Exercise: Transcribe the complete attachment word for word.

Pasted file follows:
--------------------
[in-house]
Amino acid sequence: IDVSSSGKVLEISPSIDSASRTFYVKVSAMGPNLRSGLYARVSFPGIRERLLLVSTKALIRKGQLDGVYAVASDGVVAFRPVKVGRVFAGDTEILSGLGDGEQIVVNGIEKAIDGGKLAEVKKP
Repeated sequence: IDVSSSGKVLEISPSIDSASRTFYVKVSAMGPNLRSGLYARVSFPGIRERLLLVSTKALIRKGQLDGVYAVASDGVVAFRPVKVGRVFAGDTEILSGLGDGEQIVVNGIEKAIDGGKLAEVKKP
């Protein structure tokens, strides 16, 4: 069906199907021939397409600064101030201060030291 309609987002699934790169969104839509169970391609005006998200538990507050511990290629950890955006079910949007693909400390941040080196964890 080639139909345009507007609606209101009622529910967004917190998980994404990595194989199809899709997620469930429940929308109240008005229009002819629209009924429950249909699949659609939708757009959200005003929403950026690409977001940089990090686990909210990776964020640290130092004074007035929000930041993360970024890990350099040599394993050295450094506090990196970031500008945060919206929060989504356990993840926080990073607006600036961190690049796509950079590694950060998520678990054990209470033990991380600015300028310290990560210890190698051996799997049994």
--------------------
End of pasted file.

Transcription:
[in-house]
Amino acid sequence: IDVSSSGKVLEISPSIDSASRTFYVKVSAMGPNLRSGLYARVSFPGIRERLLLVSTKALIRKGQLDGVYAVASDGVVAFRPVKVGRVFAGDTEILSGLGDGEQIVVNGIEKAIDGGKLAEVKKP
Repeated sequence: IDVSSSGKVLEISPSIDSASRTFYVKVSAMGPNLRSGLYARVSFPGIRERLLLVSTKALIRKGQLDGVYAVASDGVVAFRPVKVGRVFAGDTEILSGLGDGEQIVVNGIEKAIDGGKLAEVKKP
């Protein structure tokens, strides 16, 4: 069906199907021939397409600064101030201060030291 309609987002699934790169969104839509169970391609005006998200538990507050511990290629950890955006079910949007693909400390941040080196964890 080639139909345009507007609606209101009622529910967004917190998980994404990595194989199809899709997620469930429940929308109240008005229009002819629209009924429950249909699949659609939708757009959200005003929403950026690409977001940089990090686990909210990776964020640290130092004074007035929000930041993360970024890990350099040599394993050295450094506090990196970031500008945060919206929060989504356990993840926080990073607006600036961190690049796509950079590694950060998520678990054990209470033990991380600015300028310290990560210890190698051996799997049994």